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Data Scientists and Machine Learning Engineers have long been involved in preparing the ideal datasets for training and evaluating successful models. However, over the past few years, I’ve noticed a significant increase in the importance of curating these datasets within the data function.

The availability of large pre-trained models has simplified the process of creating custom versions to address specific business problems. In this context, we can’t overlook the significant role played by Hugging Face in democratizing access to highly competent models. Furthermore, Hugging Face libraries like Datasets and 🤗 Transformers have facilitated easier access to vast datasets and models. They’ve also simplified transfer learning, fine-tuning, and efficient adaptation of specific Deep Learning architectures to current problems.

A few years back, training a Deep Learning model required highly specialized individuals—those who were passionate about reading Computer Science papers and implementing them using TensorFlow, PyTorch or pure CUDA (see tweet below). However, high-level programming languages like Keras, fastai or PyTorch Lightning have simplified training processes.

This has enabled Data Scientists who aren’t necessarily academically inclined to train models. Today’s landscape is even more user-friendly; you can simply upload a dataset to a fine-tuning service and fine tune Stable Diffussion LoRAs , Computer Vision Deep Learning networks or even fine tune Large Language Models or a Large Vision Model with minimal knowledge required.

We are currently witnessing an influx of tech enthusiasts and business roles joining Data Science teams to build Artificial Intelligence solutions. This is fantastic news for companies as they can leverage cutting-edge technology to solve business problems without encountering bottlenecks caused by understaffed data teams. The key ingredients often missing from these initiatives are sound evaluation practices and high-quality data. Fortunately, good evaluation techniques can be taught, which helps non-data roles comprehend their importance and how evaluation fits into the Data Science iterative cycle.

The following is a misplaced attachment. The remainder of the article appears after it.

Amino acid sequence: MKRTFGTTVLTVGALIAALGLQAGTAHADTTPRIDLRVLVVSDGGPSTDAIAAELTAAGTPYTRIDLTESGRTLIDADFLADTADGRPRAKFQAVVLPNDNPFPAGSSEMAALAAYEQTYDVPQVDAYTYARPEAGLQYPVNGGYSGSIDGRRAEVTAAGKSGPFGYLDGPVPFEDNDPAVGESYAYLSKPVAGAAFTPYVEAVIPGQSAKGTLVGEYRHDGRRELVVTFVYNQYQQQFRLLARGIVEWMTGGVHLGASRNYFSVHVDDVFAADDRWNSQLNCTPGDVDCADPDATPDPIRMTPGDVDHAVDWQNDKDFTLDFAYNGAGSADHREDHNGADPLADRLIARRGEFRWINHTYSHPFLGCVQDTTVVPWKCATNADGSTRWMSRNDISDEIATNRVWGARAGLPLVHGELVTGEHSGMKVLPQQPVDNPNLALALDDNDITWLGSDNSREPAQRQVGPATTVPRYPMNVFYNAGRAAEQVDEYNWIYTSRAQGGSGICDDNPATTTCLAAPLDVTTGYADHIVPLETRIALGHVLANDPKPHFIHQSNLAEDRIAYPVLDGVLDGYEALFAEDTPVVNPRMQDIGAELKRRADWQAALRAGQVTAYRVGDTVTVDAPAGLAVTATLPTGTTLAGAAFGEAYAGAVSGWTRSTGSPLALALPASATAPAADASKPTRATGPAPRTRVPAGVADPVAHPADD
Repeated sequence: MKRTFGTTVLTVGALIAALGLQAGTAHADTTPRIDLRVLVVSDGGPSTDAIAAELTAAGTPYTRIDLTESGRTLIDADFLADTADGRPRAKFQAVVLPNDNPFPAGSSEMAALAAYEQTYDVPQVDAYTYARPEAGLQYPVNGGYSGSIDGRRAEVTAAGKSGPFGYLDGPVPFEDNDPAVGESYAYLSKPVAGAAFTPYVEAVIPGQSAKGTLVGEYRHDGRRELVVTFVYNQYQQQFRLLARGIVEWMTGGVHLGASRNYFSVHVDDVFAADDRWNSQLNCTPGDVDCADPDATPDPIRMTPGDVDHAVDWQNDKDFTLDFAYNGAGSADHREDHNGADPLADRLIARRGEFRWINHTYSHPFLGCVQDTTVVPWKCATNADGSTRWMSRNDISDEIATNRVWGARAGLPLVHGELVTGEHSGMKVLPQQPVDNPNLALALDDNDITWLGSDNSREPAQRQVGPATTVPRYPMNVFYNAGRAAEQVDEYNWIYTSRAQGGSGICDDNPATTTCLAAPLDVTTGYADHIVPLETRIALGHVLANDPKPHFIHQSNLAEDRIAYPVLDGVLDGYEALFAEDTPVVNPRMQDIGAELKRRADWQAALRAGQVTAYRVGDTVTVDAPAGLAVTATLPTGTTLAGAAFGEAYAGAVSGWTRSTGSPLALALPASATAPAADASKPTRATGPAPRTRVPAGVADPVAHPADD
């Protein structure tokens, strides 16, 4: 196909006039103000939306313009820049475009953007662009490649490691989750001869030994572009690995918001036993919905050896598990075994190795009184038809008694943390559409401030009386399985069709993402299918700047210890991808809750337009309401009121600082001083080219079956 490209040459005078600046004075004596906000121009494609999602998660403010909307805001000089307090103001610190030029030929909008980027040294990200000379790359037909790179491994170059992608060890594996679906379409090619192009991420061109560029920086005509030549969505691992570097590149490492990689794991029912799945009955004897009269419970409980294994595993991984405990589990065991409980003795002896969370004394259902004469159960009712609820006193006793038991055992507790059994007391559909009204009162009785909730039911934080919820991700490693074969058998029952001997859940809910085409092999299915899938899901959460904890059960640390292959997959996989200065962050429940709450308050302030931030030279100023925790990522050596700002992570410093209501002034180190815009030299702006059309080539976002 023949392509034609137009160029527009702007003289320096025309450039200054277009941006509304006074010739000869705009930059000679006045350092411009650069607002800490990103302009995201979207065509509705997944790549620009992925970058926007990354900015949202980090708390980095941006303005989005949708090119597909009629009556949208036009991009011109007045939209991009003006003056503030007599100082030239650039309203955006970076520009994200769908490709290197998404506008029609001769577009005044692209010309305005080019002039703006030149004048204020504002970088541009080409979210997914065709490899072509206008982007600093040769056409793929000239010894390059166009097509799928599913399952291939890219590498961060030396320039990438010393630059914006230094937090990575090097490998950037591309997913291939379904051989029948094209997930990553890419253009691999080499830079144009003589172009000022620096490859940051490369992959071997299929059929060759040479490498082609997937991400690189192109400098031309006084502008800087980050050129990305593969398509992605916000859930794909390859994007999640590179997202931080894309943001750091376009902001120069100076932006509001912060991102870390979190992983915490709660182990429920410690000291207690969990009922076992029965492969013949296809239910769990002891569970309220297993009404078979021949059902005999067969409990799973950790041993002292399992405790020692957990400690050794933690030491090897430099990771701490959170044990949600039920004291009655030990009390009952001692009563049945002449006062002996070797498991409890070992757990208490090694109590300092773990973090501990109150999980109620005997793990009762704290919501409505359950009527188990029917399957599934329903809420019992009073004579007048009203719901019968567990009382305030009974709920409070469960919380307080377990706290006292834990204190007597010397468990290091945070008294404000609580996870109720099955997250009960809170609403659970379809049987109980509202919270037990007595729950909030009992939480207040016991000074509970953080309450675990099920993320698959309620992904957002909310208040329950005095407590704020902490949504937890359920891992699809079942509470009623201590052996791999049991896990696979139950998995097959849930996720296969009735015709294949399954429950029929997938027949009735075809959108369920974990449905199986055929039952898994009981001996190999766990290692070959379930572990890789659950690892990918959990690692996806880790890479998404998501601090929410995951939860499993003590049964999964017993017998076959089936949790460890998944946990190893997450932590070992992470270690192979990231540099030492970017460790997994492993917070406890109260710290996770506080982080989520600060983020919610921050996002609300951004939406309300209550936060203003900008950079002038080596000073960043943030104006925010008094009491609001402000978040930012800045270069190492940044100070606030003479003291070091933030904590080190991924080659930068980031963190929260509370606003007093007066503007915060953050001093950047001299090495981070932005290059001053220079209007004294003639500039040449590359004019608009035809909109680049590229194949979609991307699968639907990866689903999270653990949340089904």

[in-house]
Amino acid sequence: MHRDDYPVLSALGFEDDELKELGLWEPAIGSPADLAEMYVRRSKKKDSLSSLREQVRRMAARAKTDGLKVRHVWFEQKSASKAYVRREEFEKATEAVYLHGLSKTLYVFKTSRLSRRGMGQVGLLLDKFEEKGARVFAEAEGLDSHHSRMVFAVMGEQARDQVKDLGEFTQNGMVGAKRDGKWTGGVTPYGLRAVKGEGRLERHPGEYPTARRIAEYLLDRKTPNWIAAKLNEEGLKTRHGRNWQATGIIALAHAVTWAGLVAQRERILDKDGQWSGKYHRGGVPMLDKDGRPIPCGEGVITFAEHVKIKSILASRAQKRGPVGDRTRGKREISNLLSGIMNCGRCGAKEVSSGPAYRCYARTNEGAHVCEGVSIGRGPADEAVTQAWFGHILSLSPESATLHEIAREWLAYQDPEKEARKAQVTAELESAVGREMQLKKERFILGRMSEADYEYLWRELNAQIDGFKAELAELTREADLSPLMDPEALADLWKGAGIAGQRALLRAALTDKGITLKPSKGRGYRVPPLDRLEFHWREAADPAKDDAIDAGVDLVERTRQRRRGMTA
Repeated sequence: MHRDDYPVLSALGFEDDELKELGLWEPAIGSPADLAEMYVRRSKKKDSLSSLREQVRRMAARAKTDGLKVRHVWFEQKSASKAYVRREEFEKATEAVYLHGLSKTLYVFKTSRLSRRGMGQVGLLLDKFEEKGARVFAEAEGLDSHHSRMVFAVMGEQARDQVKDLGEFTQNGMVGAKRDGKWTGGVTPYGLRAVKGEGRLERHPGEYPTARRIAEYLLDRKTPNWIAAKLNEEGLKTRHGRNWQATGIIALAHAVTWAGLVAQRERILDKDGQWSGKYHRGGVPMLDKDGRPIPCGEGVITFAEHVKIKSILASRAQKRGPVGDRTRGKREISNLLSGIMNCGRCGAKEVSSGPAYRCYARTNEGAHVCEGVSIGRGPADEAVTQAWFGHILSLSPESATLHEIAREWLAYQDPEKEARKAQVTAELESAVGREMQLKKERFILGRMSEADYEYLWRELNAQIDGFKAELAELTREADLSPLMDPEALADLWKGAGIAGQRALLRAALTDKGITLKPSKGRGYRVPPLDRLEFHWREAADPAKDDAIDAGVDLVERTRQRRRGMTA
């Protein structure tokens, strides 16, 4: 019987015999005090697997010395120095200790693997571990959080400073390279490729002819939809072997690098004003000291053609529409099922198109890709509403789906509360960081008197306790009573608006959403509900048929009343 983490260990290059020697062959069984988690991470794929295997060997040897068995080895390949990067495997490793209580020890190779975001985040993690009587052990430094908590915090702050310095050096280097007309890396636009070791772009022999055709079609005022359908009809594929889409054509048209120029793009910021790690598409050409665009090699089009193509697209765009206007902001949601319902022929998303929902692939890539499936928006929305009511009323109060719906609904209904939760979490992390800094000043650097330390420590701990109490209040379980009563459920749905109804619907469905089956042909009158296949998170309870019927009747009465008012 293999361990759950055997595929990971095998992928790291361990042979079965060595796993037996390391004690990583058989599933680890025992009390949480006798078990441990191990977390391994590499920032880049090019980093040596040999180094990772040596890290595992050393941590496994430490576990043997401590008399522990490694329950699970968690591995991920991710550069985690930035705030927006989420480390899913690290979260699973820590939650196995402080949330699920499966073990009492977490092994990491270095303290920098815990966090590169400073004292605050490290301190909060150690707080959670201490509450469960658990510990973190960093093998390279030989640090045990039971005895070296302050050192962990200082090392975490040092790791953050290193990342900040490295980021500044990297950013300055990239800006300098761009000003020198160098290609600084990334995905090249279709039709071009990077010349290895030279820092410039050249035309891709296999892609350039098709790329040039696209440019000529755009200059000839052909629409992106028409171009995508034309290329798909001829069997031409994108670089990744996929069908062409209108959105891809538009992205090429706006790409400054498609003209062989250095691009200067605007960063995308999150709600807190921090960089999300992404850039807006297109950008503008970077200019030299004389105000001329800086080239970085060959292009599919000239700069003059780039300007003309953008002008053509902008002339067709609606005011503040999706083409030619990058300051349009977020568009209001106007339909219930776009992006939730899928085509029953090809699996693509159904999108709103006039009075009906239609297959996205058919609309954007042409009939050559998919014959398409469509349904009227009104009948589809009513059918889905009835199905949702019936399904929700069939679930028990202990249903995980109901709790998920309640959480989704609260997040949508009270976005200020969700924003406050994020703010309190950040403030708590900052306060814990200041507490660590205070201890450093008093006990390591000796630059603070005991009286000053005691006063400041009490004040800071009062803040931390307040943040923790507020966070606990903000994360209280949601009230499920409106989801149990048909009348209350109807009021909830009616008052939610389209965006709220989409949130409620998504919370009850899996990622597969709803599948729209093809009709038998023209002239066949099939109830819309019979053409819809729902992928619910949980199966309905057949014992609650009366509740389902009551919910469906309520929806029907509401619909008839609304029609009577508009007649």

Constructing an optimal, unbiased, high-quality dataset requires an engineering, statistical and operations mindset.

Regarding high-quality data, it previously required significant manual labor to obtain labeled and heavily curated data. However, we now have excellent data annotation and curation tools at our disposal. Data annotation tools focus on adding metadata to data observations—this could take the form of NER spans, segmented images or preferences in chat interactions. Data curation tools allow us to assess and curate the data—for instance, ensuring that we have an unbiased dataset representing our target population or avoiding the addition of near duplicate samples to our training set.

In addition to a more mature ecosystem of annotation and curation tools, it’s now possible to utilize the exceptional capabilities of LLMs, YOLO and SAM for pre-annotating data. Consequently, creating a dataset no longer starts from scratch. This shift has resulted in a significant portion of work moving from programming algorithms towards efficiently labeling data using techniques such as few-shot learning, Active Learning or other forms of models in the loop.

Tools like argilla, CVAT and FiftyOne can be used alongside pre-annotated or synthetic data for training, evaluating and monitoring our models. In this scenario, an engineering mindset is crucial—one that understands the iterative nature of the Data Science process—to optimize data annotation or synthetic data generation.

Industry leaders like Andrew Ng have long advocated for a Data-centric approach to AI modeling. Recently, Chip Huyen included Dataset Engineering as a central topic in her upcoming book.

While I’m not entirely convinced about introducing another term under the broad umbrella of Data Science roles just yet, it is clear that we’re all thinking about how to procure high-quality datasets for training our models. Like it or not, the old data preparation function is evolving. Initially, programmatic labeling may be tackled by existing roles such as Data Scientists or Machine Learning Engineers. However, considering the constant evolution of roles, the industry tendency to incorporate new and confusing terms, and the emergence of highly specialized and well-compensated positions, we may soon see Dataset Engineering listed as a desired skill in job postings.